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Valerian and the City of a Thousand Planets – Movie Review

It takes a special kind of digital eye candy for me to recommend that you shell out $15 to go see a movie on the big screen in 3D just based on the images on screen.  First, writing and direction can’t be as horrid as the last few “Transformers” films and second, we have to be shown something we haven’t seen before. Luc Besson does borrow a bit from his two-decade old sci-fi epic “The Fifth Element”, but he greatly expands on it in “Valerian”.

Based on the French comic book series which ran from 1967-2010, “Valerian and the City of a Thousand Planets” centers on intergalactic agents Valerian (Dane DeHaan) and his partner Laureline (Cara Delevingne). When an unknown menace threatens the interplanetary metropolis known as Alpha, it is up to the agents to figure out not only how to save the city, but also the universe.  The one thing that is clear early on is that Commander Arün Filitt (Clive Owen) is definitely a shady character.

Throughout the film, we are taken to some spectacular worlds. One of them looks like the best place for a beach-side vacation. Another planet hosts an inter-dimensional flea market that includes more than a million shops.  The massive “Alpha” city which we see how It was created during the film’s opening is my personal favorite.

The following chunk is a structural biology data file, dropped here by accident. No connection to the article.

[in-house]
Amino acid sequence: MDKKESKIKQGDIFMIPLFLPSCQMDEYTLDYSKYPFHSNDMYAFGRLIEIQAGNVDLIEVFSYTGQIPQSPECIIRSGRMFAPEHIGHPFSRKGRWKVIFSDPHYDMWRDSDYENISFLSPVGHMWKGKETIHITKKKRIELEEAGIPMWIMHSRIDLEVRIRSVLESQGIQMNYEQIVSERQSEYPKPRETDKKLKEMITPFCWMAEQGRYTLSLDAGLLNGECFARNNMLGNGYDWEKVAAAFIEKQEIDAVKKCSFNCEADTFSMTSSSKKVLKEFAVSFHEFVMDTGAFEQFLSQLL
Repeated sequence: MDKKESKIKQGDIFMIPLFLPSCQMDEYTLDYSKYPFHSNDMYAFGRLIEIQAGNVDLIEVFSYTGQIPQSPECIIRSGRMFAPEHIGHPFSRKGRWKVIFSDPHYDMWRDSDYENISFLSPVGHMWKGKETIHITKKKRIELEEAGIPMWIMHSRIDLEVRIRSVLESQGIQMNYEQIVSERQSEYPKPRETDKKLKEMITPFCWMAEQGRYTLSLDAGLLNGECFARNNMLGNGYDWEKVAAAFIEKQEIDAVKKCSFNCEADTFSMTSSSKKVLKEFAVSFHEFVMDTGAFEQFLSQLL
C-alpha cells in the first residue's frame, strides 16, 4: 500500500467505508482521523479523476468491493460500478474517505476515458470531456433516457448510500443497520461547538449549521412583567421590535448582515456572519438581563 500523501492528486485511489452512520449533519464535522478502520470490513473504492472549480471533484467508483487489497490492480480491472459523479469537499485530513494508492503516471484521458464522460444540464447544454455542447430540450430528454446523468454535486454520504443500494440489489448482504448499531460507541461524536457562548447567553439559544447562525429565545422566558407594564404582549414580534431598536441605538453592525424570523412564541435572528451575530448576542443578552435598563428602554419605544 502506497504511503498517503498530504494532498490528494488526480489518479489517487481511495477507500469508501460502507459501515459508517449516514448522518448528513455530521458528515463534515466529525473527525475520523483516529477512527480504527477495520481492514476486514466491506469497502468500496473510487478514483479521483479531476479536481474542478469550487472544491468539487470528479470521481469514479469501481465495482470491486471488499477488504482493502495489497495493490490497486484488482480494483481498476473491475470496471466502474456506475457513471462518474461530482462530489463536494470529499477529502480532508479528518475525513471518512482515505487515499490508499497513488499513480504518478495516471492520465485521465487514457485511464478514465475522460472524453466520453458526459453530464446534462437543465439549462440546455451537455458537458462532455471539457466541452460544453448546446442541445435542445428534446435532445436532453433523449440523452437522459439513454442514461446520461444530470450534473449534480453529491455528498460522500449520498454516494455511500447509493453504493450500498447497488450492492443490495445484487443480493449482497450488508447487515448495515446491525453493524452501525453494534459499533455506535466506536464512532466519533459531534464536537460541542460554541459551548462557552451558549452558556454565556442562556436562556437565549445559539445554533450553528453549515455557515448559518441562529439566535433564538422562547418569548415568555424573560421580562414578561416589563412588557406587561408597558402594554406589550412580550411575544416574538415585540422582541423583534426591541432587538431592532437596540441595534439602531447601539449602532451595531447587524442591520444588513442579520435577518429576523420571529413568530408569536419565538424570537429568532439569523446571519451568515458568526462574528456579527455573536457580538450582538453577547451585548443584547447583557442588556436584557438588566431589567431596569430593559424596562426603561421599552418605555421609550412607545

DaHaan and Delevingne have great chemistry together and “Valerian” is filled with some fun surprises, like Ethan Hawke as an alien pimp named Jolly and John Goodman voicing a CGI gangster. The problem is mostly with the story. Don’t get me wrong, “The Fifth Element” didn’t sport the best screenplay either, but much like “Valerian” is gave its’ audience something spectacular to feast their eyes on.  Unfortunately, we don’t have the privilege of spending time with Gary Oldman, Bruce Willis and Chris Tucker.

Another issue with “Valerian” is the pacing. It runs 137 minutes and the story is all over the place.  Twenty minutes left on the cutting room floor could have made a huge difference, but the film runs on for way too long.  Despite my issues with the faults in “Valerian” the world Besson helped deliver is just way to amazing to ignore.  Once in awhile it’s just nice to sit there and enjoy the view, even if it’s only that.

By: Marc Ferman